How To Prepare For Mohs Surgery
The scars that adorn our bodies tell a story. Some reveal tales of courage and adventure. Others remind us of our most foolish decisions. Your Mohs surgery scar may be a mark of survival, but that doesn’t mean you want it to be seen. Luckily, there are a variety of resources that can assist you in treating your Mohs surgery scar.
But first, let’s get acquainted with what Mohs surgery is.
What Is Mohs Surgery?
Mohs surgery is the most effective surgical technique for treating skin cancer. The process involves precise removal of all layers of cancerous tissue with minimal damage to the surrounding healthy cells.
Who Needs Mohs Surgery?
Mohs surgery is typically used to treat two of the most common types of skin cancer: basal cell carcinoma (BCC) and squamous cell carcinoma (SCC). In recent years, the procedure has also been used more and more as an alternative to excision surgery for patients with melanoma.
Mohs is best for people with cancers that:
- Are bigger and spread quickly.
- Have a higher tendency to return.
- Show up in places such as the face, feet, and genitals where tissue needs to be retained.
- Are widely dispersed.
How Long Does Mohs Surgery Take?
The length of the procedure varies for each patient based on how many cancerous spots are being treated, their location, and the severity of the cancer. If the area being treated for skin cancer is larger, then it could take several hours. It is best to clear your schedule to ensure a proper amount of time for the surgery.
What Is Mohs Recovery Time Like?
As far as surgeries go, recovery for Mohs is fairly easy. The surgery is an outpatient procedure, which can shorten the patient’s recovery time significantly depending on the area that was treated. Typically, most patients are back to their day-to-day life within 24 to 48 hours.
Does Mohs Cause Scarring?
Once the cancerous cells have been surgically removed, many patients find themselves with scarring of some kind, whether it’s minimal or severe. Following proper wound care tips during the healing process is crucial in minimizing your risk of post-procedure scarring.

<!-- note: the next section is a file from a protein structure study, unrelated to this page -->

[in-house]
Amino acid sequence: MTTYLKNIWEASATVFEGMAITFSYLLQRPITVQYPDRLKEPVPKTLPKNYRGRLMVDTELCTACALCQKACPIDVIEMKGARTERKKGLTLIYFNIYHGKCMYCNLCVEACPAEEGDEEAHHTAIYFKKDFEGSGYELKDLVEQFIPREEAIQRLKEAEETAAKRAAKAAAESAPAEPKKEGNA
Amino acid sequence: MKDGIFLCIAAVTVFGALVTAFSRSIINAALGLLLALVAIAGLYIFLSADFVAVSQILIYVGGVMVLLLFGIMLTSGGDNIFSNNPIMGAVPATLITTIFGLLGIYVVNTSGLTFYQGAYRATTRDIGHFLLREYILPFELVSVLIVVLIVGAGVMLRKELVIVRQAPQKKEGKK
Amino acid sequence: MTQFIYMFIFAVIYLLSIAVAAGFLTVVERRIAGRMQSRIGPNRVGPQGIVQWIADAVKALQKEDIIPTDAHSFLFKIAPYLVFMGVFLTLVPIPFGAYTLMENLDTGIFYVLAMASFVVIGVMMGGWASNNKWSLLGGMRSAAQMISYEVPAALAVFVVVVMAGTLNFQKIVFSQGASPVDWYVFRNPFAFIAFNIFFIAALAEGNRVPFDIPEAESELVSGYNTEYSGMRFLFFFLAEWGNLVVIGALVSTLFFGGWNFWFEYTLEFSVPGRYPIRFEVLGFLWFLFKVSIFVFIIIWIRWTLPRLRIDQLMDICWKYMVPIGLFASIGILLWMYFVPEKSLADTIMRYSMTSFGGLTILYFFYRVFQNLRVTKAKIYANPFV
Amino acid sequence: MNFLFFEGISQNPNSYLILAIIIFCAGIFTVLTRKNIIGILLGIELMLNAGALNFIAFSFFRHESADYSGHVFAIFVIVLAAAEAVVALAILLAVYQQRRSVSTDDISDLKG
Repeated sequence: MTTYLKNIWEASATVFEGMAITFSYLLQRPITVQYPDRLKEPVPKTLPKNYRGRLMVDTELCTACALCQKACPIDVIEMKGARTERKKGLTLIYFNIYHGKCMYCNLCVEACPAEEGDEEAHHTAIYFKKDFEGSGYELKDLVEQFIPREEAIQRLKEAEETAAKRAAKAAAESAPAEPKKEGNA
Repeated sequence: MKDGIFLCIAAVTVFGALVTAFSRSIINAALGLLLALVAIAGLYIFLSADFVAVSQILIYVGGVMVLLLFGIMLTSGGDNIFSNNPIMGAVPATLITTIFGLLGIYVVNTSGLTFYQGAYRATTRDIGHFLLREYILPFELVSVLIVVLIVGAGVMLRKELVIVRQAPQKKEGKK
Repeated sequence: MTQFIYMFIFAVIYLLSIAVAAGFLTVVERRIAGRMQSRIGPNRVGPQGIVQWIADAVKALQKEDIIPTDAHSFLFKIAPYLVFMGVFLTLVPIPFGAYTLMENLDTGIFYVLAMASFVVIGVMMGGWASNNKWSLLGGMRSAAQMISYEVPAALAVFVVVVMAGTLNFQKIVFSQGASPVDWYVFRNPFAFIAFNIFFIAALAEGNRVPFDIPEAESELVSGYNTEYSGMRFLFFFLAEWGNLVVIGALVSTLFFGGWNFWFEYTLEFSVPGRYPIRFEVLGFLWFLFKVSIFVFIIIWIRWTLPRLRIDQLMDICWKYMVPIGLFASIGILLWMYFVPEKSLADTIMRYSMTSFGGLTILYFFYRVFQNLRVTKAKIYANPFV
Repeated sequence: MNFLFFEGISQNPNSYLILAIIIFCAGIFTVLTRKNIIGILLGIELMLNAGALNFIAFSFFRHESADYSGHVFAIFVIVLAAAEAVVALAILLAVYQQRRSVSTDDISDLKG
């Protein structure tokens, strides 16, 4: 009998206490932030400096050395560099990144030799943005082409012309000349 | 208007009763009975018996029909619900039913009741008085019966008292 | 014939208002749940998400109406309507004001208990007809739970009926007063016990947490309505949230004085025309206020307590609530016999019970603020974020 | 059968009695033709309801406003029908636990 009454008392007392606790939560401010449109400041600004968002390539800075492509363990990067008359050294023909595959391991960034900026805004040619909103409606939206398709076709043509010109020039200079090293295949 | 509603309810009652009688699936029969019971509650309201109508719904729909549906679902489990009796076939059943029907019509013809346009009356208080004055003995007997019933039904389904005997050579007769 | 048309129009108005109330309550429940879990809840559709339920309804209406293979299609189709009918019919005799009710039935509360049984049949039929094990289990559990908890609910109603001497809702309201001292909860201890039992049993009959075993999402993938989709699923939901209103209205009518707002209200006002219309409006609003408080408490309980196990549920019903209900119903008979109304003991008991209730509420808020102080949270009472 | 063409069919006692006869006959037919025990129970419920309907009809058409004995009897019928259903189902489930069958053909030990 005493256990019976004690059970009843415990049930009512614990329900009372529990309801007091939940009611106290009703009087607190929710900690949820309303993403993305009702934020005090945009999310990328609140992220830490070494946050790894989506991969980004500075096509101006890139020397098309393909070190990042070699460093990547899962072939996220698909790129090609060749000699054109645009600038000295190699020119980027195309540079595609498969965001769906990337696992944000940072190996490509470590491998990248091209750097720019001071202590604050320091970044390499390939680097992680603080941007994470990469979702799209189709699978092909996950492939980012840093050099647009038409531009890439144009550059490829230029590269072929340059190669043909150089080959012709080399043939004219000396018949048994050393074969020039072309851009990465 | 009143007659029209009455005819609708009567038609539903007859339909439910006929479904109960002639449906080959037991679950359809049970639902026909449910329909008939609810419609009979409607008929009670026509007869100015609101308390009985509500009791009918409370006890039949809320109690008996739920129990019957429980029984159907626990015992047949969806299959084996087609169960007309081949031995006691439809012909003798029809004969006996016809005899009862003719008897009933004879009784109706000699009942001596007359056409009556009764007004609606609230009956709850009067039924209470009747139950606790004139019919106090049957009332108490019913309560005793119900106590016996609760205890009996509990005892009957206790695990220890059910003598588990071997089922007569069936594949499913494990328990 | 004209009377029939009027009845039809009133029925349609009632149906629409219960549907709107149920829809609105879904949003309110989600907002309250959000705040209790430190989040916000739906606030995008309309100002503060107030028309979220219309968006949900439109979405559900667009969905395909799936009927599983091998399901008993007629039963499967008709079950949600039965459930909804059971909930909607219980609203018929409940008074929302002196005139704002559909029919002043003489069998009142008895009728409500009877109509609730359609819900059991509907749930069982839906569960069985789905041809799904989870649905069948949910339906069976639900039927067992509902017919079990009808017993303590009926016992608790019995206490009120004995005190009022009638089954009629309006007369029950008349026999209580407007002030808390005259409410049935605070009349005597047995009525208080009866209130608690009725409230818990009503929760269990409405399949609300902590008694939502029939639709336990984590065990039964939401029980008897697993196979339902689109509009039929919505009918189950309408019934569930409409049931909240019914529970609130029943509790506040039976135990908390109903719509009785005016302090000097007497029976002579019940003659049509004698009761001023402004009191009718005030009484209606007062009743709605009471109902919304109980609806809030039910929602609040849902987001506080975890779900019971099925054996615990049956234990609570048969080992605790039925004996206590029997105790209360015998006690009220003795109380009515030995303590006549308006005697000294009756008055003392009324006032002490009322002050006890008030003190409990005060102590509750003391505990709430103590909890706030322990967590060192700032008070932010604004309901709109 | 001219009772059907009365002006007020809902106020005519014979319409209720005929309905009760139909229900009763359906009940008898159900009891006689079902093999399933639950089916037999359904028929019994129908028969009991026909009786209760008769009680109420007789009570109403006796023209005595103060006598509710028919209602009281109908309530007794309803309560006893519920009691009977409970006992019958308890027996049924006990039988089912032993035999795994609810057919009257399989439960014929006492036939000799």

How To Take Care of Your Mohs Wound
- Cover the wound with a dressing to keep it dry and prevent infection or blood clots.
- Properly clean your wound according to the instructions given by your surgeon.
- Use icepacks to reduce swelling and redness.
- Avoid sun exposure.
- Follow your doctor’s orders during your entire recovery.
When To Start Scar Management
After your wound has healed and closed up, there are a few different ways you can go about your Mohs scar treatment.
Method # 1: The first technique you can use is silicone sheeting. The most significant aspect of this solution is its ability to help soften and flatten the scar.
Method # 2: The second approach that we recommend is a silicone scar gel. This is a topical solution that forms a clear layer of silicone on top of the scar after drying. You can use this 2-3 times a day to enhance the natural healing process, and it’s particularly useful for scarring that’s in more visible places like on your face.
Method # 3: For long-term scar management, we suggest you use a quality scar cream. If you have any issues with discoloration, creams can help to improve the color of the scar. This can take up to 30-45 days to see improvement.
Bonus: For patients who are serious about healing their Mohs surgery scar quickly and want the most comprehensive solution, our Scar Heal Kit incorporates all three of these scar management methods. This allows you to use the Scar FX Silicone Scar Sheet at night and the RejuvaSil Silicone Scar Gel during the day, combining the two products for faster and more effective results. Our management system also also includes Scar Esthetique Silicone Scar Cream that can be used to diminish the appearance of scarring over an extended period of time.
The Bottom Line
The most important points you need to remember during your Mohs scar healing process are to be proactive and follow your doctor’s orders. If you take these steps, you are on the right path to effective long-term scar management.